Wednesday, August 3, 2016

Patent licensing updates: 11 licensees and growing

In our previous installment "Patents and the small business inventor," we noted the high cost of acquiring a patent, maintaining it with the patent office, fighting off ex-parte re-examinations, and then enforcing the granted legal rights to your intellectual property (IP) against companies that are often much richer than you are as a small inventor.  With the advent of the Alice ruling, some even hope your patent will fail this legal challenge, though all such challenges to our patent have been dropped or lost.

Competitors will threaten you with counter lawsuits.  Competitors will threaten you with high legal fees needed to protect your IP as they play linguistic games around the meaning of "is" (no actual confusion) and "publishing house" (means nothing without context) and present straw man arguments.  They will say what you invented was obvious, a conclusion they wish to reach by discounting the truly obvious fact that sufficient technology existed for decades under public key infrastructure (PKI), yet not a single vendor or academic offered the new approach before.  And once you did offer the approach along with a publicly available patent disclosing it, everyone followed this "now obvious" solution.

Fortunately, Yozons has been working with our law firm to iron out patent license agreements with various parties.  We now have 11 companies covered by our patent license, from the largest to the smallest of competitors in the e-signature space, as well as PDF vendors and real estate vendors.  It is a slow moving process involving lawyers, bean counters and sometimes the courts themselves.

Two companies we approached had suggested they would cease operations rather than acquire the license, but in the end, both ended up purchasing the license rather than closing shop.  This is good as competition is much needed, and our license fees are most reasonable.

Our '079 patent works well in the United States, Canada, Australia and New Zealand.  We have some success in the U.K., but as the E.U. moves itself backwards with it's updated (they had a previously sound e-signature directive) Advanced Electronic Signature regulation called eIDAS, our invention cannot work.  Our IP has no place in a PKI world, and that's a good thing.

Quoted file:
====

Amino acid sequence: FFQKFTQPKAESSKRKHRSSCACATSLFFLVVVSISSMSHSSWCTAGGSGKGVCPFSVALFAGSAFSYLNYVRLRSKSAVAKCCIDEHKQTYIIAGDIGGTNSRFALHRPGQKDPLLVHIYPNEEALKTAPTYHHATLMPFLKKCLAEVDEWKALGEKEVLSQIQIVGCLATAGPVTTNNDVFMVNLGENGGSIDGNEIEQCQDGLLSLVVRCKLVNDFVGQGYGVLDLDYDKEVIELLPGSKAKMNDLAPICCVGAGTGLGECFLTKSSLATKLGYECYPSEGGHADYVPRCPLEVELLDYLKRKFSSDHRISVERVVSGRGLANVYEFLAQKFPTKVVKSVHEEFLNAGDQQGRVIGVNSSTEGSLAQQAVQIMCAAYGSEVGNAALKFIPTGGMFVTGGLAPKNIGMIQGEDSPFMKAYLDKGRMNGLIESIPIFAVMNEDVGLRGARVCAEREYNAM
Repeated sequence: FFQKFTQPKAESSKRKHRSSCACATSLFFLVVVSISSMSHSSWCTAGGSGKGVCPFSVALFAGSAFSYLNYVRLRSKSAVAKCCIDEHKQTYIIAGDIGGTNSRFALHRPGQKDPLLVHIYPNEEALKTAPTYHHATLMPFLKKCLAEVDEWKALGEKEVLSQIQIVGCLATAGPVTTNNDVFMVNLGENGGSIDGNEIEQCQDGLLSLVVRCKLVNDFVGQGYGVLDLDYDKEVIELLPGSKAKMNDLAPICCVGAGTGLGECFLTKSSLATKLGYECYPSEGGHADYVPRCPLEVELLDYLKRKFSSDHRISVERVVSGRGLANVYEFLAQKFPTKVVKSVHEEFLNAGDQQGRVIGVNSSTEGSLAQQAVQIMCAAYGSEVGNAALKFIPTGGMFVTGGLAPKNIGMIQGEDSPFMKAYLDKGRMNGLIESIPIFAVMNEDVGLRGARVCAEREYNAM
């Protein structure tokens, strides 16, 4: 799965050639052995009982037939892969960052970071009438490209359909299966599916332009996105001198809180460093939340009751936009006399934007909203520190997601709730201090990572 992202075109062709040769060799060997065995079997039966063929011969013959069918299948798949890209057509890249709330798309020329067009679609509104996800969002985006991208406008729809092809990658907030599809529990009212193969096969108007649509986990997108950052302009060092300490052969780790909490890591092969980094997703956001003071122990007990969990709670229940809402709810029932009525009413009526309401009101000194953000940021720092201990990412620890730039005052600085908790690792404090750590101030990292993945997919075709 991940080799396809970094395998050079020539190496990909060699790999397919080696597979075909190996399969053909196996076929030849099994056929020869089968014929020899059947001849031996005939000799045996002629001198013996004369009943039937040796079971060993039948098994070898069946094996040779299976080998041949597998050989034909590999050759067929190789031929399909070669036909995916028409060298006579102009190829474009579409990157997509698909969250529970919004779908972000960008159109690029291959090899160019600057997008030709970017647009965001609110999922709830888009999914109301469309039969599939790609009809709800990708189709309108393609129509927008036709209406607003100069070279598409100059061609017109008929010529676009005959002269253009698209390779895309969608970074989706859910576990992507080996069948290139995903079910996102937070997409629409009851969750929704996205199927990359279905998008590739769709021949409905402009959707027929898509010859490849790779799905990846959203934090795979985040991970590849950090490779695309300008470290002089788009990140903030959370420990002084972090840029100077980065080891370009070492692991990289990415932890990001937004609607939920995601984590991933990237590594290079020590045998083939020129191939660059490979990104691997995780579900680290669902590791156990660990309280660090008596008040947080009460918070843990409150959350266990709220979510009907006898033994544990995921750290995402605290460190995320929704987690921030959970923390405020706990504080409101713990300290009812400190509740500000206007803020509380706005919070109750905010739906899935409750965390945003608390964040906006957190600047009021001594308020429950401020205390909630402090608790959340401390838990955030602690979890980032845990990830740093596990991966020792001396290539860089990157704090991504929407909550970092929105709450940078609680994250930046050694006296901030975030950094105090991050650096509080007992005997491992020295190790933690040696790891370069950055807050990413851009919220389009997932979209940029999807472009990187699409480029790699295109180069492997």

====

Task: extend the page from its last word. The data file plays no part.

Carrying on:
In fact, no web-based solution will work easily with eIDAS, and it's just silly to suggest that end users will be better suited to keeping digital signature keys and documents secure on their own.  Security is hard, and end users are known for skipping anything hard.  Click here?  Looks legit to me?  Gotta see this?  Pretending that infected PCs and misplaced laptops, phones and tablets is the route to "advanced" electronic signatures misunderstands that adjective, as if going back to 1990s failed PKI via committee-generated standards will ever work in practice.

There is a reason why e-signatures in the U.S.A. have taken off compared to other countries and the E.U.  We invented it!

Saturday, February 14, 2015

HTML-based documents are compact and readable, and allow for a flexible, responsive design

Some have asked why Yozons Open eSignForms doesn't work with uploaded documents like those of most every other competing web-based contracting system.  These people point out that they already have legacy systems that produce PDFs or Word documents and they'd like to drive those through a modern workflow, often mostly for electronic signatures.

Of course, there is a need for such a requirement, and it's pretty common for those who work with older applications created before e-signatures grew in popularity.  Previously, those PDF documents were printed for a wet signature.  Yozons believes that this sort of capability is already well provided by competitors, almost all of which take the approach of accepting PDF, Word or other types of files. Yozons' original Signed & Secured allows for signing of any type of file since 2001, but this approach was deprecated by Yozons in favor of HTML documents starting back in 2004, which eventually lead to the eSignForms in 2005 predecessor to Open eSignForms in 2011.

Open eSignForms is designed to use HTML-based documents.  Sure, with Open eSignForms you can attach PDFs and other types of files with ease, and you can even export signed HTML documents in PDF format to produce legal copies (the legal original remains the digitally signed HTML version), but we don't allow them become the primary document to be filled out and signed.  There is an image overlay scheme that provides something similar for filling out an inflexible document that must maintain its exact layout, but this has all of the same limitations of using uploaded PDFs.